Robotic musicians are nothing new — we’ve all seen Compressorhead, The Trons, and Shimon, each having their own different playing techniques, instruments, and styles. The drive for great robot musicians has continued to spur development among academic institutions and makers alike. One of the latest I’ve come across comes from robotics enthusiast Clayton Darwin with his mandolin-playing delta robot.
Darwin’s designed his delta robot using a pair of NEMA17 UniPolar stepper motors, two H-bridge modules, an ESP32 module, and two wooden arms connected to a guide frame that performs the picking motion. He states that his robot is still undergoing development, so the actual makeup of his design is limited in details.
From what I’ve seen in his project videos, the ESP32 controls the H-bridges via varied step counts for each motor based on the song being played. For example, the top will articulate at a different speed from the bottom to facilitate plucking the correct note on the mandolin without inadvertently hitting any other string in the process.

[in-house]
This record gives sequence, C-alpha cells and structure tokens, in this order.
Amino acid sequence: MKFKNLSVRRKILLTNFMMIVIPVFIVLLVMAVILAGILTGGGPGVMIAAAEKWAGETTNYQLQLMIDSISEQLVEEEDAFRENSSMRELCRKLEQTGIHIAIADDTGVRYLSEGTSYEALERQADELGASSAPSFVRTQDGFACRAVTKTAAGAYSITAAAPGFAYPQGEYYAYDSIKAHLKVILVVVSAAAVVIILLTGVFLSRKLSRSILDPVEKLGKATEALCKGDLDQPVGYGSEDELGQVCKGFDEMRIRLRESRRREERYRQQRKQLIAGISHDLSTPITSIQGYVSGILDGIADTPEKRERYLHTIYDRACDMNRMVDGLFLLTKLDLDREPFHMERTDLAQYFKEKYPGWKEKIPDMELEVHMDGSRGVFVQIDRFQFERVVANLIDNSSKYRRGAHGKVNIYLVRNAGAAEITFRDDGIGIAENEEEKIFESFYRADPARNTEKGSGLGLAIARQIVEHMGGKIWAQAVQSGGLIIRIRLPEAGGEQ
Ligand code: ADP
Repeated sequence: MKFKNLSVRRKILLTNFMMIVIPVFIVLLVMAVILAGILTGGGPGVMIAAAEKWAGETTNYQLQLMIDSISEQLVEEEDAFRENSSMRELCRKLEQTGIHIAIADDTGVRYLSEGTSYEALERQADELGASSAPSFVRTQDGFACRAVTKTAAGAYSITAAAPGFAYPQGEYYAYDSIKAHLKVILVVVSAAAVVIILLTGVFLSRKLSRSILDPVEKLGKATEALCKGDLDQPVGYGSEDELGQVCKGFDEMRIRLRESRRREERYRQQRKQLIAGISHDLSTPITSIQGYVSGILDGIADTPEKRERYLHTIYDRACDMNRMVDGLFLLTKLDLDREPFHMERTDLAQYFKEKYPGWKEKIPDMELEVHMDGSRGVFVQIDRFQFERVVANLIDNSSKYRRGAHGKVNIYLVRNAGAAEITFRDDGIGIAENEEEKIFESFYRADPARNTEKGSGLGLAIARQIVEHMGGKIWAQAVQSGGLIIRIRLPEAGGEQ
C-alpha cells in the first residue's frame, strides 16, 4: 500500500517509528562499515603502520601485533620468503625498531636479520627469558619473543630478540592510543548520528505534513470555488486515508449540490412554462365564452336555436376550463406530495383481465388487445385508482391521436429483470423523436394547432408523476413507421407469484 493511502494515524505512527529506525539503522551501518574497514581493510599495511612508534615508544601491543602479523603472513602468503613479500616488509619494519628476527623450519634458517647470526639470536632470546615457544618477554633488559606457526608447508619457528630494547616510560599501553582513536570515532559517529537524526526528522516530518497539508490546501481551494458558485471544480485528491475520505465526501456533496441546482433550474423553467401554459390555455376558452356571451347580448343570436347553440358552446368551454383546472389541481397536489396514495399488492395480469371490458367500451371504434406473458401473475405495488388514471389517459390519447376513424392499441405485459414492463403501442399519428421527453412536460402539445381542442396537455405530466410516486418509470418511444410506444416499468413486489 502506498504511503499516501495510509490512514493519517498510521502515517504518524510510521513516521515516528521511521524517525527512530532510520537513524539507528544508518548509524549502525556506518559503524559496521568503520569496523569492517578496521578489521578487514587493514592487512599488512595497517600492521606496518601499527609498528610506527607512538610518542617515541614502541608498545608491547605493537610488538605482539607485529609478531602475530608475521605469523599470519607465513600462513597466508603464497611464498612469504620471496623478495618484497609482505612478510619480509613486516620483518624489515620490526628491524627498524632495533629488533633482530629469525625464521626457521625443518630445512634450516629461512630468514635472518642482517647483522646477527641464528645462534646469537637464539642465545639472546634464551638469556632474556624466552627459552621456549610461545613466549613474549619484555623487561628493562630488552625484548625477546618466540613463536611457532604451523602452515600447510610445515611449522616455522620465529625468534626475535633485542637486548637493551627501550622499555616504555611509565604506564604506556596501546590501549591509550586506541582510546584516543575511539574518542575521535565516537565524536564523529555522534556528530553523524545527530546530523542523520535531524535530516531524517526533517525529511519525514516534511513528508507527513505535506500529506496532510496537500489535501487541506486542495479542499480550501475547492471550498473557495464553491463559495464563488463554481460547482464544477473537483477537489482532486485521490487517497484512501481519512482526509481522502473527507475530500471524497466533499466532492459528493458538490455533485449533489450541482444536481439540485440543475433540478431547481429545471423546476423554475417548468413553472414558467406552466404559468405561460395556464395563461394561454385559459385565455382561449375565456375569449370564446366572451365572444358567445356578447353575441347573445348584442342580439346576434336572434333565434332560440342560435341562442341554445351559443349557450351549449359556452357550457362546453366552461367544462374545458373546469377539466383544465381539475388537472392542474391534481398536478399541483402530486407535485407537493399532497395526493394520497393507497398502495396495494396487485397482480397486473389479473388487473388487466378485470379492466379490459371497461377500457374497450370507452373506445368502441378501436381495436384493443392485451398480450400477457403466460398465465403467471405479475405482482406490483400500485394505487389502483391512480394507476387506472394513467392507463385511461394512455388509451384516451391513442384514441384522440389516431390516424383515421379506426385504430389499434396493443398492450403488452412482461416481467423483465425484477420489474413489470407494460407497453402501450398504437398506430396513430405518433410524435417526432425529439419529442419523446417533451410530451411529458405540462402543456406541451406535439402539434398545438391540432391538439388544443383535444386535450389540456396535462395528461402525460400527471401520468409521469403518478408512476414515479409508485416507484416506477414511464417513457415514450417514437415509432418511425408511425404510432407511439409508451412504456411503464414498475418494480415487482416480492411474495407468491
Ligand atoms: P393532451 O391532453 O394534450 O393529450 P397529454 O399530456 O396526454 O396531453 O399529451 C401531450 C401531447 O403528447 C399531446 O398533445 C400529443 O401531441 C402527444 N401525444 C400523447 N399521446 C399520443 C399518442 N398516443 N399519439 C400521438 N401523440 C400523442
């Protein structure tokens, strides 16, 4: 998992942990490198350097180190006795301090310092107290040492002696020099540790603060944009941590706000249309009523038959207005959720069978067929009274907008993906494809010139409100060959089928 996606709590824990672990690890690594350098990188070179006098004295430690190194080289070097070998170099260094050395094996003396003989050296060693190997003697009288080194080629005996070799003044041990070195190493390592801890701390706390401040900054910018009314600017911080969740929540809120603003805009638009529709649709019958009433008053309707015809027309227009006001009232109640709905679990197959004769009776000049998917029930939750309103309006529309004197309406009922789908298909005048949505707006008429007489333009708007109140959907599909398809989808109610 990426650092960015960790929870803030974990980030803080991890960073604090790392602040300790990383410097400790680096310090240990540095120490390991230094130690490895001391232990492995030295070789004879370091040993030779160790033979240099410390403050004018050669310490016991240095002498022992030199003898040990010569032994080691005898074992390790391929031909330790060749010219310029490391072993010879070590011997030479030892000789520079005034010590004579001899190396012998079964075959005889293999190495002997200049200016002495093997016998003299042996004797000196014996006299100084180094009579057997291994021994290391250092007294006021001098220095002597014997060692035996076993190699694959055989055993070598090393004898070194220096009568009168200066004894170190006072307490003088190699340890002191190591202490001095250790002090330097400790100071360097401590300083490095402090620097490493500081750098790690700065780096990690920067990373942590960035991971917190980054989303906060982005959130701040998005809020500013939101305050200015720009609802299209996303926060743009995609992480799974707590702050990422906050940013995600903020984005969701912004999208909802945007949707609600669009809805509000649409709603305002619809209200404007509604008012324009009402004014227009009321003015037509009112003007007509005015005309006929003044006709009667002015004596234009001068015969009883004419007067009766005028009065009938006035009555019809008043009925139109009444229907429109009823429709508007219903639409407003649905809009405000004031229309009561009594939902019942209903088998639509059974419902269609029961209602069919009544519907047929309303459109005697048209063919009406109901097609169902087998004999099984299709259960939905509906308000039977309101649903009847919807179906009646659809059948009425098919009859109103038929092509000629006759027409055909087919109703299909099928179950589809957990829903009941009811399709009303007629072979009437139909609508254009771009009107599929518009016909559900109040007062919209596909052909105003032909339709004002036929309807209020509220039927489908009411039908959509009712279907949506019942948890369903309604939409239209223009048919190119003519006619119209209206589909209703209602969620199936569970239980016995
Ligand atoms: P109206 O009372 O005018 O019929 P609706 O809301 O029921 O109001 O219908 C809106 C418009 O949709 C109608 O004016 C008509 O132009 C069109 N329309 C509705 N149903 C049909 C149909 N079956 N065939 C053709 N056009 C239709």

An earlier version of the robot shows it was only capable of down picking only, limiting what songs it could play; however, his latest shows it can now perform both upward and downward strumming, allowing it to play more complex tunes.
Darwin mentions that he’s still working on the robot’s mechanics and programming (uses MicroPython) and hopes to add some O-rings to act as dampeners and bearings to the push rods so it will lessen the buzzing while playing. It seems after each upgrade; the delta robot is capable of playing new songs, it will be interesting to see what songs it will be able to play on its next evolution.